Commentary: Tampa Bay’s starting five along its offensive line likely will look like this: Petitgout (left tackle), Sears (left guard), Wade (center), Joseph (right guard) and Trueblood (right tackle). However, an ankle injury sustained by Sears earlier in the week might allow Davis to start at left guard for Tampa Bay’s regular season opener at Seattle. While he might not be a full-time starter, Davis’ experience and versatility should be valuable to the Bucs. The decision on who to keep will get tough after that. Buenning, a 2005 fourth-round draft pick, is still recovering from a serious knee injury he sustained last November. However, he started all 16 games at left guard as a rookie and is versatile enough to play both guard and center. That makes him a valuable backup. Lehr, who was signed in free agency, had a rough outing snapping the ball from the center position in the Bucs’ preseason opener, but like Buenning, he’s versatile. With Buenning making the transition from guard to center this year, the Bucs might feel more comfortable going to Lehr should something happen to Wade. Penn is a sleeper. He has played surprisingly well at both left and right tackle. His ability to serve as a swing tackle likely will prompt the Bucs to keep him around. Seventh-round pick, T Chris Denman, hasn’t been that impressive, but he could be a candidate for Tampa Bay’s practice squad.

Greg Spires
Chris Hovan
Jovan Haye
Patrick Chukwurah
Kevin Carter
Gaines Adams
Ellis Wyms
Ryan Sims
Greg Peterson

Commentary: The battle along the defensive line is extremely competitive, which should help the Bucs play better against the run and record more than the 26 sacks they notched during the 2006 season. Carter is pushing Spires for the starting left end job and Adams, the fourth overall pick in the 2007 NFL Draft, is attempting to work his way into the starting lineup over Chukwurah. Hovan might be the only player guaranteed to start on opening day. The Bucs likely will use an under tackle-by-committee approach in 2007. This rotation likely will include Haye, Carter and Wyms, although Wyms’ $3.9 million base salary might prove to be too much for the Bucs to justify keeping him around. Sims, who landed in Tampa Bay via a trade with Kansas City several months ago, hasn’t flashed much, but the former first-round pick’s experience and 315-pound frame could make him an ideal backup to Hovan at the nose tackle spot. Peterson is a good athlete, but he’s extremely raw. The Bucs have worked him at both defensive end and under tackle. The Bucs knew Peterson was a project when they invested a fifth-round pick in him back in April. That said, Peterson probably will make the active roster this season.

Derrick Brooks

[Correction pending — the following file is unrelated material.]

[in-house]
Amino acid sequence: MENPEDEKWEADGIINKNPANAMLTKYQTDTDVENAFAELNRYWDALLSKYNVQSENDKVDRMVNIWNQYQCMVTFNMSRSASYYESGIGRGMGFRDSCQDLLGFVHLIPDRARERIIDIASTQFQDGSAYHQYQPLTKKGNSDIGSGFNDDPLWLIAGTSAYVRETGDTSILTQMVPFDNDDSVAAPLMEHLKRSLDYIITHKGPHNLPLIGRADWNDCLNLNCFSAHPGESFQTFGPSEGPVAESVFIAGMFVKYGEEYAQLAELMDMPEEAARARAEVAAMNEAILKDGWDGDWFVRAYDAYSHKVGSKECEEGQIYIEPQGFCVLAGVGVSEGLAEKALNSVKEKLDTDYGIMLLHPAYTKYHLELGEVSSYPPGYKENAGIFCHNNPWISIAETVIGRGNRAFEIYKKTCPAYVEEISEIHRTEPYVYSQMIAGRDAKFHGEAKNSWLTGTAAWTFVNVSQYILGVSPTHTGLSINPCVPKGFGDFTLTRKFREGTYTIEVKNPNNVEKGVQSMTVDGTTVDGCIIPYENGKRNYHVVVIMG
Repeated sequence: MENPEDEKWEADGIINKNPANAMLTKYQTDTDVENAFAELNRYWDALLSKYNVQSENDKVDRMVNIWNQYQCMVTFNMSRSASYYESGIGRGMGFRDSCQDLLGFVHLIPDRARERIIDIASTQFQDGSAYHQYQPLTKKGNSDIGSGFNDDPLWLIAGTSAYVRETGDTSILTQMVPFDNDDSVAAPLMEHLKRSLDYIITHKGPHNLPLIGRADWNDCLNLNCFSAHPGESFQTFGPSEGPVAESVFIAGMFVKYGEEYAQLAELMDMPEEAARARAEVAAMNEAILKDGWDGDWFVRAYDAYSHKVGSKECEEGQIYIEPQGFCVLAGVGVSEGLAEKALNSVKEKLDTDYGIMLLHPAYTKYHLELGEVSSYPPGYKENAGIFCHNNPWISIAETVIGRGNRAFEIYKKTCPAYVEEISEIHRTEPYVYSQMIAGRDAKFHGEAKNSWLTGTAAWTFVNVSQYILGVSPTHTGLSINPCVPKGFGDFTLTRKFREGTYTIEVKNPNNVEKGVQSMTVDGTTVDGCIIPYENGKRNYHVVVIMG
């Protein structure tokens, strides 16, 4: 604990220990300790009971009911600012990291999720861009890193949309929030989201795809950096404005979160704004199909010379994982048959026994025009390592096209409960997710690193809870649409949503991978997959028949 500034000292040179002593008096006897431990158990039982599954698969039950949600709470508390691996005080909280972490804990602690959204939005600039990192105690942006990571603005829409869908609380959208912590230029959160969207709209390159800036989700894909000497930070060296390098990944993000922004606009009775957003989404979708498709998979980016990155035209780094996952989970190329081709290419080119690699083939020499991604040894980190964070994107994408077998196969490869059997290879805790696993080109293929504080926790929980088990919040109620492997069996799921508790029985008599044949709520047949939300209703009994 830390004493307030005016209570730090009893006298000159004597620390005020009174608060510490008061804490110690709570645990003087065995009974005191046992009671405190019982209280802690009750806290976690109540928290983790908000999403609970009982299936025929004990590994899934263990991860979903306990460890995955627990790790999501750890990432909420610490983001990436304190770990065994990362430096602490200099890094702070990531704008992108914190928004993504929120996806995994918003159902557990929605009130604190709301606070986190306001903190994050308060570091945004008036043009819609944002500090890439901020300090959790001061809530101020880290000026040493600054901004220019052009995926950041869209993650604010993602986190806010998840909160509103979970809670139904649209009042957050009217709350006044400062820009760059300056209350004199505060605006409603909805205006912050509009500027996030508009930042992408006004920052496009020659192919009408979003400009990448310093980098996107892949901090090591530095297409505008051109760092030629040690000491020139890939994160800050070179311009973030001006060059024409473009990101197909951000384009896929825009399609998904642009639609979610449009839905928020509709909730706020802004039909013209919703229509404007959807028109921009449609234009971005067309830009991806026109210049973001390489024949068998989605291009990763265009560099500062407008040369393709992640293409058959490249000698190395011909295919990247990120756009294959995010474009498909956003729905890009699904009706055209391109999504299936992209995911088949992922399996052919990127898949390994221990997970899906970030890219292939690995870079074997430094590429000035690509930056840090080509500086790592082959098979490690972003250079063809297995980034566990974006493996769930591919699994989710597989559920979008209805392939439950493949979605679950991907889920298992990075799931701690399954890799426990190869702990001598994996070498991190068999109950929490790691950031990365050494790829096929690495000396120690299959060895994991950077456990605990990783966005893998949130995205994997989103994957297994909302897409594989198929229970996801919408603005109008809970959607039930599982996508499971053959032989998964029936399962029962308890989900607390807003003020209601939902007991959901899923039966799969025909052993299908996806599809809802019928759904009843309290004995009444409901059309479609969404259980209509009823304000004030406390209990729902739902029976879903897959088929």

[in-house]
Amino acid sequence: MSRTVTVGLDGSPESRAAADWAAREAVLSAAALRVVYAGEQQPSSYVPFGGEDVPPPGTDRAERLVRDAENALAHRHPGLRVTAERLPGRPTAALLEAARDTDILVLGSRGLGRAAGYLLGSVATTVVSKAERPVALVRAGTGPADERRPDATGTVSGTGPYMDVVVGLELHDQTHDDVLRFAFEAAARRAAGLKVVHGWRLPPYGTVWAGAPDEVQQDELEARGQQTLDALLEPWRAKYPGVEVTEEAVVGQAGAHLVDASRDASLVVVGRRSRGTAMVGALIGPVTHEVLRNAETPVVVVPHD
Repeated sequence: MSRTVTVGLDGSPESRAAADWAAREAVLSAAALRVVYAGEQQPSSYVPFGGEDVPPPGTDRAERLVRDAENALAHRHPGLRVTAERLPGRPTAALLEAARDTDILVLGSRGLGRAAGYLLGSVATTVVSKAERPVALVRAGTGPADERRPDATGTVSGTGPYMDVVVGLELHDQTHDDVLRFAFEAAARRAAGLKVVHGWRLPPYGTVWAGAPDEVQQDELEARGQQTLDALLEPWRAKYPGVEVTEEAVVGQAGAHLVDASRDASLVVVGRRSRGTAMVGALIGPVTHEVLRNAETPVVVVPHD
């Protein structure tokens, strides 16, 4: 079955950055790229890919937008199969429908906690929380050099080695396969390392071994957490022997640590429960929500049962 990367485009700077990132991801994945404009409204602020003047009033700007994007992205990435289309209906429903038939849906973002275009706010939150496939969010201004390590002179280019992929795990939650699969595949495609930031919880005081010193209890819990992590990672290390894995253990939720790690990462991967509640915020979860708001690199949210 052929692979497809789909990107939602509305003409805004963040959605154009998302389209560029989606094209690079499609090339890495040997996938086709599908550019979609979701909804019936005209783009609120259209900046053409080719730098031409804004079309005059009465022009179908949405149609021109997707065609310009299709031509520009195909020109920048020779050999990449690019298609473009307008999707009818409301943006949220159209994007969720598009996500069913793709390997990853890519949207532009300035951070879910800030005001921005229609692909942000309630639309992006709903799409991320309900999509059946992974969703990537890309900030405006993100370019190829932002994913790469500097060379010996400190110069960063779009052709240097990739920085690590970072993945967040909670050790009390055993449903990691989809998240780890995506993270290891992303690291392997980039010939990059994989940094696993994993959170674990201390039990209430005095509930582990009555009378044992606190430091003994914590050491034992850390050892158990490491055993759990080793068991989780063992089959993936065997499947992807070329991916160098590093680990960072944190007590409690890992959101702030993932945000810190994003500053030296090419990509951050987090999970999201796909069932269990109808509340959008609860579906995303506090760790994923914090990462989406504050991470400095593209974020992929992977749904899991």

Barrett Ruud
Cato June
Quincy Black
Jamie Winborn
Ryan Nece
Adam Hayward

Commentary: In 2005, Tampa Bay began the regular season with five linebackers on its 53-man roster. That won’t be the case this time around. The Bucs have too much talent at this position to take just five ‘backers into the regular season. Plus, Tampa Bay plans to use some 3-4 formations, which means it will need to have more depth at this particular position. Brooks, Ruud and June are Tampa Bay’s starters. Winborn, a former second-round pick, and Black, who joined the Bucs a third-round selection in April, might see some playing time on defense, but their biggest contributions likely will come on special teams. Black could also be used as a rush end in certain situations. Hayward is on the bubble, but like Black, he can also play some defensive end and is expected to make an impact on special teams. Nece appears to be the odd man out, but his roster spot might have been saved by Antoine Cash’s season-ending knee injury against Jacksonville. However, the Bucs have already brought in free agent linebackers Jeremiah Trotter and Al Singleton for workouts. Should one of those players be signed, Nece is likely gone. The Bucs traded a conditional draft pick to the Jets in exchange for LB Jerry Mackey, but those conditions likely include Mackey having to actually make the team in order for the Jets to receive any compensation from the Bucs.

Ronde Barber
Brian Kelly
Jermaine Phillips
Will Allen
Phillip Buchanon
Sabby Piscitelli
Tanard Jackson
Kalvin Pearson
Sammy Davis

Commentary: Barber, Kelly and Buchanon will be Tampa Bay’s top three cornerbacks. Although they didn’t play well last season, Phillips and Allen performed well enough in training camp and preseason to hold off rookies Piscitelli and Jackson, respectively, for now. However, both 2007 draft picks will make Tampa Bay’s roster and should have an immediate impact on special teams. Speaking of special teams, Pearson could beat out second-year CB Alan Zemaitis for the last available roster spot at this position due to his impact in this area. Zemaitis just hasn’t impressed. With Torrie Cox having to serve a four-game suspension to start the regular season, the Bucs can justify keeping Davis, a former first-round pick, around for at least a few weeks, if not longer.

Matt Bryant
Josh Bidwell
Andrew Economos

Commentary: There won’t be too many tough decisions to make here. Bidwell had no problem beating out rookie punter Sean Douglas, and nobody was even brought to camp to compete with Bryant for the kicking job. Economos has proven to be Tampa Bay’s best long snapper through camp and the preseason. The Bucs could decide to dedicate a roster spot to a return specialist if they land former Detroit Lions return man Eddie Drummond. As of right now, it looks like Buchanon will handle those duties.


Total Offense:

Total Defense:

Total Special Teams: